The Religious Life: Its Nature And Claims -- By: James H. Fairchild
BSac 54:213 (Jan 1897) p. 21
The Religious Life: Its Nature And Claims
When we speak of man as a religious being, we refer to elements belonging to his constitution or nature. When we speak of one as a religious man, we mean that he has brought these natural elements into activity, and conforms his life to the facts and principles of religion.
The acceptance of such a life belongs to our personal responsibility. Our nature indicates its propriety and makes it possible. Our own definite purpose and responsible activity give us the religious character and make us partakers of the religious life. The devils who “believe and tremble” are by nature religious beings; but in responsible character and life they are irreligious and apostate. Men are naturally social beings. They have impulses and susceptibilities for a social life. They may order their lives in harmony with their social nature, or they may seek the solitude and live the life of a recluse. To have the character as well as the nature of social beings they must accept the responsibilities and adjust themselves to the relations of the social life. As rational beings men have the responsibility of determining for themselves the life which they will live. In the lower creatures the constitution and environment determine the life. They are made what they are to be. To make the brute a utility we mould and modify his natural activities within certain limits to suit our purpose. The man, on the other hand, must add to the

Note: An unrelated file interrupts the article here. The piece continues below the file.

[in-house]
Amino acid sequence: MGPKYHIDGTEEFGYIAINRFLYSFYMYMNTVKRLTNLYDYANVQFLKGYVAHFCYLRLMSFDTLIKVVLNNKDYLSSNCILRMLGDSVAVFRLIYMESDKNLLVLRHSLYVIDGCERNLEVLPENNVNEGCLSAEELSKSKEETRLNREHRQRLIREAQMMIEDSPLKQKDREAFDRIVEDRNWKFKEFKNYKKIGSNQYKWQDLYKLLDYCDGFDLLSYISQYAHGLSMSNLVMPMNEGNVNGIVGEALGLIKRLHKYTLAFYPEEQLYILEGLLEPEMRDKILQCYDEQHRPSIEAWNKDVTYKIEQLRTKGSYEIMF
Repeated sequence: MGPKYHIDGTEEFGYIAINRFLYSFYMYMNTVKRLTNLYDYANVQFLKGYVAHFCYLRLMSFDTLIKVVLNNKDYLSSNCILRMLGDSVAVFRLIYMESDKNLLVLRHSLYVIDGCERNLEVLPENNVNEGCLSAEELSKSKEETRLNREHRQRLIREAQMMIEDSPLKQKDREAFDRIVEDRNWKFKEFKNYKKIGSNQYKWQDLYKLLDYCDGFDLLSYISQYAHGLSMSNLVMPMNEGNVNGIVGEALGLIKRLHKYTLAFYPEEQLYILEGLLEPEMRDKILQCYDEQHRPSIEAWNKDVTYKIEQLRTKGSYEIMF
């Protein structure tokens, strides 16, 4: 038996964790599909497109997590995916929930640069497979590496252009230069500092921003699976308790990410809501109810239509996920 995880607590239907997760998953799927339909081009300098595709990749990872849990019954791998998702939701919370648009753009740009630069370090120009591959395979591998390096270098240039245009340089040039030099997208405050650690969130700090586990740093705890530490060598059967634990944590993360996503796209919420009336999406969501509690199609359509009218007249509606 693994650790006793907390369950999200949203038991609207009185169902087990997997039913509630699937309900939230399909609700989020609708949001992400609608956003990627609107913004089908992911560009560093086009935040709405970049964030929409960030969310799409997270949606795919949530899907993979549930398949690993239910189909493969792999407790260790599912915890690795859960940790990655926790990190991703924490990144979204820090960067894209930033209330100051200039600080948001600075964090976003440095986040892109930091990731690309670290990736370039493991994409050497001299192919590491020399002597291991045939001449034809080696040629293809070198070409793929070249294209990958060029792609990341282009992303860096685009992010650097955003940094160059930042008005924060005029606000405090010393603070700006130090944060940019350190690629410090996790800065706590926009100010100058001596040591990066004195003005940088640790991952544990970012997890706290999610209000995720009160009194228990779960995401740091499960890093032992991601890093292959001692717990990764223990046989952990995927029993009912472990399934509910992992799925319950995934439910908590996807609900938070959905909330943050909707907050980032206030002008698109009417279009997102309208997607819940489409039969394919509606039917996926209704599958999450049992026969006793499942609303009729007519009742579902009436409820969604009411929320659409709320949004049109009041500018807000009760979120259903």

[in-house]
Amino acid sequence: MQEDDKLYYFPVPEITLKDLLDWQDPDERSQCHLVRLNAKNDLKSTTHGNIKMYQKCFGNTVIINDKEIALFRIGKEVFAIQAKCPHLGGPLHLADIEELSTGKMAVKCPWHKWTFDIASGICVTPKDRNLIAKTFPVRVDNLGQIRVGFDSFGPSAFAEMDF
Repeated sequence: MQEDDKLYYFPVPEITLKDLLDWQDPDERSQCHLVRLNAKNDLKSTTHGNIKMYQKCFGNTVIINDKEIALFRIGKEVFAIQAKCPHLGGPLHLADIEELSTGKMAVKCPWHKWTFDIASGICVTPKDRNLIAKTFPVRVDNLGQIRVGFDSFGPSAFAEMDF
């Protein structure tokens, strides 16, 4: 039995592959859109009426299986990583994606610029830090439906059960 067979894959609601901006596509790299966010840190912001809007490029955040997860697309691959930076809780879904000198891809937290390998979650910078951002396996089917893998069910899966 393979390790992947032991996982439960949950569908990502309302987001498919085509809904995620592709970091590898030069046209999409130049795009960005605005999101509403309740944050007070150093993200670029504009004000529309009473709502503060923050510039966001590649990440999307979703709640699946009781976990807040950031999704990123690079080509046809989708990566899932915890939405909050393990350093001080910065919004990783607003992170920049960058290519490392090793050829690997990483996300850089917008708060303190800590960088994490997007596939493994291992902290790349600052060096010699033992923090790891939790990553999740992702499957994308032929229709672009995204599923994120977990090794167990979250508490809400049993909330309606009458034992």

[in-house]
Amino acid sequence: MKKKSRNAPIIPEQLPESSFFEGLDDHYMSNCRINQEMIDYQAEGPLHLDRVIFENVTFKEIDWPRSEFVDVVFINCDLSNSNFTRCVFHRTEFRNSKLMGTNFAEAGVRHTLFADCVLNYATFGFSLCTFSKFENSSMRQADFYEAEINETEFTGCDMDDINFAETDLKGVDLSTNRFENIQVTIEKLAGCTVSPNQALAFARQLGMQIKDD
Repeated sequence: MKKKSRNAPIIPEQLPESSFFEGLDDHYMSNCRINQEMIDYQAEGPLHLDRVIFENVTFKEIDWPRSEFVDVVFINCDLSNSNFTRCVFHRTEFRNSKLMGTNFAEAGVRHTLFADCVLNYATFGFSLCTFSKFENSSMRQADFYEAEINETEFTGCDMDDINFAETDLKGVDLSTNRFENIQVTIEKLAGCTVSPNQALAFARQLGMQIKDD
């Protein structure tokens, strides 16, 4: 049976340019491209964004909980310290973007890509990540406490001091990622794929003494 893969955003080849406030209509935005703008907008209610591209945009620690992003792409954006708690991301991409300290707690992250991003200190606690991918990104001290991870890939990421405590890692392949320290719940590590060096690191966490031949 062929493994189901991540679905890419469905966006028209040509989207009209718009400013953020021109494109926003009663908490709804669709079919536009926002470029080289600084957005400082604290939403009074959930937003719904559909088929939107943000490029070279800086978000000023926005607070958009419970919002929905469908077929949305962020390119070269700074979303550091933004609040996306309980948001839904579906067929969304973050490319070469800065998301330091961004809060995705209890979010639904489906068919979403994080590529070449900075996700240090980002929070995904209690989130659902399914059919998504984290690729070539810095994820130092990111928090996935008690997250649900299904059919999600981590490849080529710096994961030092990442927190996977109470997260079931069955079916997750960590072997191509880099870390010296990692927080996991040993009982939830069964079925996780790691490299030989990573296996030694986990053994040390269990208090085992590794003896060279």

BSac 54:213 (Jan 1897) p. 22
activities which spring from his nature and environment such aims and purposes as belong to a rational being, in order to realize a worthy life—a life that is not a failure. To the brute there can be no such failure, because he is not capable of shaping his life by any aim or purpose of his own. He always is and becomes what he was made to be.
The rational or moral being faces life under entirely different conditions. Sharing with the brute in many conditions and limitations, he moves scarcely a step in the world without encountering the fact of obligation, somewhat that he ought to do or ought not to do. Here comes the necessity of forming moral character. Here all fellowship with the brute must end. He might be willing to live—might even covet for himself the irresponsible life of the brute; but the likeness of a son of God is on him, and he can find no satisfactory life with brutes. He must lift his face upward and accept the principle of duty, the law of his own reason, as his rule of life. This necessity lies in the fact that he is a moral being, and the force of obligation is upon him by virtue of what he is, without reference to his constitution in other respects, and independently of all environment. Meeting an...
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